The Struggles of Clinical Trial Enrollment - How to Address Site Specific Issues
The general public may not give much thought to clinical trials until after receiving a diagnosis for heart disease, cancer or another debilitating disease. When faced with a disability or even death, the idea of hope and a cure make signing up for a trial an easy decision. But for other conditions, it’s not this easy.
Struggling with clinical trial enrollment stems from three main issues. This article explores these complex hurdles and offers solutions you can use with your CRO and clinical research sites.
Site Specific Issues
Finding Study Participants
Have you ever been prepping for a new study and notice lots of potential candidates, only to see that once enrollment opens those candidates are no longer around? It happens to study staff everywhere. And, even if you find candidates, they may not fit the inclusion criteria. Here are a few hurdles common to potential enrollees:
- Medical Barriers - Some patients are trying to cope with their new diagnosis and are not able to psychologically handle the idea of “experimenting” with a new drug or treatment.
- Visit Barriers - Study participants may find it difficult to attend study visits due to transportation issues or missing multiple days of school or work.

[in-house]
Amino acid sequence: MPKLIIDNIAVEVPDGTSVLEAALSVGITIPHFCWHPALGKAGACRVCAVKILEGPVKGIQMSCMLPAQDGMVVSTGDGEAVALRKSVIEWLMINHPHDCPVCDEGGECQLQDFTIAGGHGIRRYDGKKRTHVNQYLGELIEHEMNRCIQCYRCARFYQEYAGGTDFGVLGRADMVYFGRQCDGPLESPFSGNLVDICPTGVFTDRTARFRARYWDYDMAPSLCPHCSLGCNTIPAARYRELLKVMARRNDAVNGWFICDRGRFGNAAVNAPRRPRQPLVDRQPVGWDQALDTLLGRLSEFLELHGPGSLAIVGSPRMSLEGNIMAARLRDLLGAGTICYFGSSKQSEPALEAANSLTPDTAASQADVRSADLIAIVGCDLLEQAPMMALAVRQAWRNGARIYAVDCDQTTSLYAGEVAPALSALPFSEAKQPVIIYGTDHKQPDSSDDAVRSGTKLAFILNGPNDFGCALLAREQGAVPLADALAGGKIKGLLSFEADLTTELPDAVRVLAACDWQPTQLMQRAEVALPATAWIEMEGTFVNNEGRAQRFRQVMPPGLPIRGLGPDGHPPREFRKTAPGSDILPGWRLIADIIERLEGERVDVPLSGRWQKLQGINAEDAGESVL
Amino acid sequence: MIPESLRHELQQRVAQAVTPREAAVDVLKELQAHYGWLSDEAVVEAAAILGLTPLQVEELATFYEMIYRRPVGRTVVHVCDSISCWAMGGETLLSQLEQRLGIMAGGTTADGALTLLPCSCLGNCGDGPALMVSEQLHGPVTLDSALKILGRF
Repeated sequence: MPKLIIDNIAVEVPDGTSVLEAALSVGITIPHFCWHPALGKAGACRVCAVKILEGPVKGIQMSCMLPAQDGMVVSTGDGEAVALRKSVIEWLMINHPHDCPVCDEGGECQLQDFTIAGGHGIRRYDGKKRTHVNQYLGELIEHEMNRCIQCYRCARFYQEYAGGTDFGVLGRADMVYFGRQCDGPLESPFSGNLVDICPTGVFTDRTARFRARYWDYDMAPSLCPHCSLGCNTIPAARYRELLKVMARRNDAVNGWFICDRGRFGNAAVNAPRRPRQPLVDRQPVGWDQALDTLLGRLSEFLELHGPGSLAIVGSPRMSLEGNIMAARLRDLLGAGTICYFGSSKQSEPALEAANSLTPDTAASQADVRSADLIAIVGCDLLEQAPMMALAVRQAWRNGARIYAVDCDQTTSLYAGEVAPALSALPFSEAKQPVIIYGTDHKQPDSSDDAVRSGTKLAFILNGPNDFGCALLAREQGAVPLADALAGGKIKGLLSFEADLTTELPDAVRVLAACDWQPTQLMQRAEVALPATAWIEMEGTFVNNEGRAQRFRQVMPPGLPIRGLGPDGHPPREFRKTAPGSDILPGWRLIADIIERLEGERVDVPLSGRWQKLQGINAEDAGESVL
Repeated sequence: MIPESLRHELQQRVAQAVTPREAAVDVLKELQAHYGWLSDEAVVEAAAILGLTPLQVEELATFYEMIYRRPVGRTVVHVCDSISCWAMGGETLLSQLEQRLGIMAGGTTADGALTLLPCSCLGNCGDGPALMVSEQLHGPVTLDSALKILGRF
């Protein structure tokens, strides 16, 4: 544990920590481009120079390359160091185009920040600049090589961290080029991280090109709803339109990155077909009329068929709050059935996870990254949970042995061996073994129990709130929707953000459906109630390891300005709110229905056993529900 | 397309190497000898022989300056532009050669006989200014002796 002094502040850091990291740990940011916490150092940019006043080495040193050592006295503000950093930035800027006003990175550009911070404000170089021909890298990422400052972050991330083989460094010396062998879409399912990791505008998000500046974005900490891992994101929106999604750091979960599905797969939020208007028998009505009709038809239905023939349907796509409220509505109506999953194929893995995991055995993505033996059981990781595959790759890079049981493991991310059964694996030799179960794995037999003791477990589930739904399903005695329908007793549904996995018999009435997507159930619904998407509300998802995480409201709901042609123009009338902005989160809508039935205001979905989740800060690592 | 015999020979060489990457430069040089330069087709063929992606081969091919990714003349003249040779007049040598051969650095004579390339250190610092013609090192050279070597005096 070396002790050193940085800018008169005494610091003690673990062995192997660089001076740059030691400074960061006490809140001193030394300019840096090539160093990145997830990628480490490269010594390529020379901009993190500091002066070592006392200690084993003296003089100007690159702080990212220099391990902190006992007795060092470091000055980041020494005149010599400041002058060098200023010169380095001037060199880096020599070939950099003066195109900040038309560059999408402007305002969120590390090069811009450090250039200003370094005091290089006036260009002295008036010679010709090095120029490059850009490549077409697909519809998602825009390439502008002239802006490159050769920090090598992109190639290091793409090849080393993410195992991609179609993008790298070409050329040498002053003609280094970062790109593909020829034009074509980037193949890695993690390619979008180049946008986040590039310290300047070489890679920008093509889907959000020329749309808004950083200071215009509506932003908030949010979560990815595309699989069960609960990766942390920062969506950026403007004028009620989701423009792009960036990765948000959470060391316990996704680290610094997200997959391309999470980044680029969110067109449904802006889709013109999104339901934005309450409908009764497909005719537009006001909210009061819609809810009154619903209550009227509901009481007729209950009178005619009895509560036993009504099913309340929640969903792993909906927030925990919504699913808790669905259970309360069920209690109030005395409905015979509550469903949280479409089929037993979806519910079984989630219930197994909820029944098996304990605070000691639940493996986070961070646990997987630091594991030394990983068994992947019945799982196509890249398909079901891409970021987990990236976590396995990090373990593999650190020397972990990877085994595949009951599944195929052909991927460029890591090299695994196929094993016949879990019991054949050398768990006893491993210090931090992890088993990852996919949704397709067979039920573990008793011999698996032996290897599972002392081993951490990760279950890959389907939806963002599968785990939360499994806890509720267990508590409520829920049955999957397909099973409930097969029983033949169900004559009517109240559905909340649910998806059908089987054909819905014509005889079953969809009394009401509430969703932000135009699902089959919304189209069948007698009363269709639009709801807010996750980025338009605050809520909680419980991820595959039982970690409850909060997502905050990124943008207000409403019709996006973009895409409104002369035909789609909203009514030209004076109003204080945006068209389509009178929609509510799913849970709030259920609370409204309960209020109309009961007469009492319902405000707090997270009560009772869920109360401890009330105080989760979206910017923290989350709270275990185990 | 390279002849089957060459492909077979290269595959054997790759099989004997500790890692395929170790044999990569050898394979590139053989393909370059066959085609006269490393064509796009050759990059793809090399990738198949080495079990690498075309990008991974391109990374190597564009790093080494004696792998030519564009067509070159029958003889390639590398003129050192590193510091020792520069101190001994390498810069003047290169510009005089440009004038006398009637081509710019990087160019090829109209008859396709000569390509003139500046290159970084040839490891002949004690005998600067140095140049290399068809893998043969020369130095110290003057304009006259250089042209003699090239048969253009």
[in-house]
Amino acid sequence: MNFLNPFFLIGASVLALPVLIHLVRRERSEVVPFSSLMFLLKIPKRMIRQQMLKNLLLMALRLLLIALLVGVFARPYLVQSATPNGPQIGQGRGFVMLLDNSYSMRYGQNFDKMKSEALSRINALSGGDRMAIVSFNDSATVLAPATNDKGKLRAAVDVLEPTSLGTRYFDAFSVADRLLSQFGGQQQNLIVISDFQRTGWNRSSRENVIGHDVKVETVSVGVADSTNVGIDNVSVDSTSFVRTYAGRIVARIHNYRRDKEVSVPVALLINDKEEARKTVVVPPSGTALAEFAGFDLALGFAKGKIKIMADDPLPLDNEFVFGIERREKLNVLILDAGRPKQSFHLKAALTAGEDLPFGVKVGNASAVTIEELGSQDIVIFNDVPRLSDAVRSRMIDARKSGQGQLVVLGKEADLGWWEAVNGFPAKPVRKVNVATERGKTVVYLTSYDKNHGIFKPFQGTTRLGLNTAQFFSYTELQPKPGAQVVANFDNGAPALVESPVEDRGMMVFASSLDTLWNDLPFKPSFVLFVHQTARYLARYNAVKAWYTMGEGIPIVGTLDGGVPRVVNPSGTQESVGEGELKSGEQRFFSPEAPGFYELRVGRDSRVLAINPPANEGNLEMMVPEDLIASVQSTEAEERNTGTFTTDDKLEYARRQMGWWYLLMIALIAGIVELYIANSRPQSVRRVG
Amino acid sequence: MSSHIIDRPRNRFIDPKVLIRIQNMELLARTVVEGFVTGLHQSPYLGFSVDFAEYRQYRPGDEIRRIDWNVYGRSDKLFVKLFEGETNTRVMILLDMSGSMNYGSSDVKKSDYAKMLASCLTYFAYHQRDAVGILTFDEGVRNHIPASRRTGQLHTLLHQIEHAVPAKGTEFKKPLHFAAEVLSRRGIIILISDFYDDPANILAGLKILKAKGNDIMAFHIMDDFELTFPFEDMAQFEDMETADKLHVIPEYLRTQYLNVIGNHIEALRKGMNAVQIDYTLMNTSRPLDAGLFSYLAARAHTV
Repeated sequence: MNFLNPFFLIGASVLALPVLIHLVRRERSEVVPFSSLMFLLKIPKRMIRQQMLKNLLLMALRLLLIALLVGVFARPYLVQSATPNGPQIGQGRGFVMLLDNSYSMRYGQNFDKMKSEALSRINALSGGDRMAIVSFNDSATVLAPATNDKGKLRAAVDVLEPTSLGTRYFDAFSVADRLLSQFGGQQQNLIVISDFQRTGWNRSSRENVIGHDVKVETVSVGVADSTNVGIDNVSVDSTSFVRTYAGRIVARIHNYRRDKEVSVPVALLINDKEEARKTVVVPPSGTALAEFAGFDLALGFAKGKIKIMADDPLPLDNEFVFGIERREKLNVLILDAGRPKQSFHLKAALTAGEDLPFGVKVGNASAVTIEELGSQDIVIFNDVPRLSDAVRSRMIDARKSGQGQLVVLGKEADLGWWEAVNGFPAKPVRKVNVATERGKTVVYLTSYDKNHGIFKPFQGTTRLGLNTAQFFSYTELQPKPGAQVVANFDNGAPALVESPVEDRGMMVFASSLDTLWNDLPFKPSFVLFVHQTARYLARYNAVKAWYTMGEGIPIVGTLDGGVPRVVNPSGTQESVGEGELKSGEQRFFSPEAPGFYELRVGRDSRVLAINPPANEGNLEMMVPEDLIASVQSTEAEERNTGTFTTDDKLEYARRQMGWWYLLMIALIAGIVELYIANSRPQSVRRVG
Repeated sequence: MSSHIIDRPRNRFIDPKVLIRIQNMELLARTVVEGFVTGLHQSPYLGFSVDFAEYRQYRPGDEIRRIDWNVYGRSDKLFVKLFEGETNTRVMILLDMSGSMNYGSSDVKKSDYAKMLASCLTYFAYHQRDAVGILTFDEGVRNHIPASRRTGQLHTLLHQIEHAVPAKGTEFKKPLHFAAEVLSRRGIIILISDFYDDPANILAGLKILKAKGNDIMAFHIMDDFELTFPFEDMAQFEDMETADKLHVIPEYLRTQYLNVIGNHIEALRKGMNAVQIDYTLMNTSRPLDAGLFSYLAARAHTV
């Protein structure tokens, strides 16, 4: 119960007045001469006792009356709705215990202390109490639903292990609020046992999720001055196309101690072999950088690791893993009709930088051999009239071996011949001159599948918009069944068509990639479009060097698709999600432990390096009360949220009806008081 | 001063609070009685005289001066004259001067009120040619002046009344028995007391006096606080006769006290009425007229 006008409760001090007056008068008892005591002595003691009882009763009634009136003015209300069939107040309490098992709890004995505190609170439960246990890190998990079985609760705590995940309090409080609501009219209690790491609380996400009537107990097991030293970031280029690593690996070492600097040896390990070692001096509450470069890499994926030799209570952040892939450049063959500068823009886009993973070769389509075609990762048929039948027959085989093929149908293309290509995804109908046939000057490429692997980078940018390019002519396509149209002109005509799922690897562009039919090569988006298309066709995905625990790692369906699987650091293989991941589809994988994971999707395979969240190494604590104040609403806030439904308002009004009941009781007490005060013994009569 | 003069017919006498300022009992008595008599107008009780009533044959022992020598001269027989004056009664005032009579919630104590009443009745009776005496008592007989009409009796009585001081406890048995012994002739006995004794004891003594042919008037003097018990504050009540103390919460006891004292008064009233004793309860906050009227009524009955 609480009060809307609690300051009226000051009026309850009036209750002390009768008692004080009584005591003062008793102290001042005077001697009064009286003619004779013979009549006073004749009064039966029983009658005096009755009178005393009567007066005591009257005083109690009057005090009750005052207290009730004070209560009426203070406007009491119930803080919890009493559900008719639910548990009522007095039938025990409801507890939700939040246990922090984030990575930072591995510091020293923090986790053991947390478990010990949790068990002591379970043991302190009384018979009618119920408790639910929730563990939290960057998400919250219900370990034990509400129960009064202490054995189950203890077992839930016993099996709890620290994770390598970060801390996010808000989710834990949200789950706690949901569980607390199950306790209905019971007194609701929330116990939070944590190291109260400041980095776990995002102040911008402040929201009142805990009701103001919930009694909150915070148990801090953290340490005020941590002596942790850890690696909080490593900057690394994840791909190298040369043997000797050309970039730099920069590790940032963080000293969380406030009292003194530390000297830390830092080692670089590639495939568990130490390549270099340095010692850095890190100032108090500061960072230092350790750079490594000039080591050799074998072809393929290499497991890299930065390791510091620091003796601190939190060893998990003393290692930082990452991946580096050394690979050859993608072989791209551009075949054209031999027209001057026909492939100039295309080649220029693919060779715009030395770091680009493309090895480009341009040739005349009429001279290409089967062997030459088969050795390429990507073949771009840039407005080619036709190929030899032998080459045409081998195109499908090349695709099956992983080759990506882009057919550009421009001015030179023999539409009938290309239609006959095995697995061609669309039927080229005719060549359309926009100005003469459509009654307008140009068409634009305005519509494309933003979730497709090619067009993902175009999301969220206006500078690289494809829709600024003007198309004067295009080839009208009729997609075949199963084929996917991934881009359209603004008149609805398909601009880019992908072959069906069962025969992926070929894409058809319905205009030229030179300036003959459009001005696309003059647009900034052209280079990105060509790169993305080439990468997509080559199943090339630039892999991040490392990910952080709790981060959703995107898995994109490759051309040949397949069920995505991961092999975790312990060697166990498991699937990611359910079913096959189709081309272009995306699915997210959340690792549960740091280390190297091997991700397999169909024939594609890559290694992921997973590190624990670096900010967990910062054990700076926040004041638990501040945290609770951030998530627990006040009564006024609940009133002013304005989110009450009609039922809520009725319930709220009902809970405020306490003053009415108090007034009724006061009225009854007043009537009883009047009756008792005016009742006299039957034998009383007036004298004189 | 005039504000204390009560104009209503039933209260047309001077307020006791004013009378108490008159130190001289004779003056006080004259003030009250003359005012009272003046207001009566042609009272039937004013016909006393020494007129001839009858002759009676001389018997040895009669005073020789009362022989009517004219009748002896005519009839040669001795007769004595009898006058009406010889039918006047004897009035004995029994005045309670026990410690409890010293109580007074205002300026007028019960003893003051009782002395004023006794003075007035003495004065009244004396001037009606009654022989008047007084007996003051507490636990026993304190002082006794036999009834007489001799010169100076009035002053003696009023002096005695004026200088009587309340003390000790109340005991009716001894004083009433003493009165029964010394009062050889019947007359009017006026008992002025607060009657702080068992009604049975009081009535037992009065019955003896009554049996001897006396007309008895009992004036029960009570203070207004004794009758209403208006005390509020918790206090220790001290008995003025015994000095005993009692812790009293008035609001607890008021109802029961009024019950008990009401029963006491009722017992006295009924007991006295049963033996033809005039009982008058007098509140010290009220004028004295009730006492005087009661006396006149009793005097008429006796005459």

- Study Protocol Barriers - If a study requires invasive testing or monitoring, it may scare away potential candidates who don’t think they can handle the requirements of the study.
Struggles with Enrollment Deadlines
Clinical trials are notoriously fraught with complexity. If it's a trial for a rare disease, the patient population may be quite small and hard to reach. Patients may be located all over the country and are therefore not amenable to a site-specific model.
Slow patient enrollment can create struggles with enrollment completion and preliminary data-point deadlines. Impending deadlines can create a stressful work environment. When faced with deadline barriers, there are better solutions than putting unnecessary pressure on colleagues, your CRO or other clinical partner.
If it's a trial for a large patient population, your primary investigators may be involved in multiple competing trials sponsored by various companies. When trials are close to ending, the site has to make sure there’s another study coming to keep the research site running strong.
Multiple studies for the same disease or diagnosis can create clinical trial barriers. They can slow down enrollment due to a limited patient population or small numbers of study staff since the site isn’t always focused solely on one project.
Two Solutions for Clinical Sites
Looking for solutions to these everyday clinical site struggles? Here are are a couple we like.
Solution #1 - Meet Face to Face
Working in partnership with your investigator teams is critical to solving the enrollment issues at your site. This partnership can be done in two ways:
- As a group at an investigator meeting
- Via individual clinical site visits, where nuances about a specific hospital system or region can be further explored.
Meeting with your primary investigators, sub-investigators, and study coordinators will answer a lot of questions to the "why" of the problem.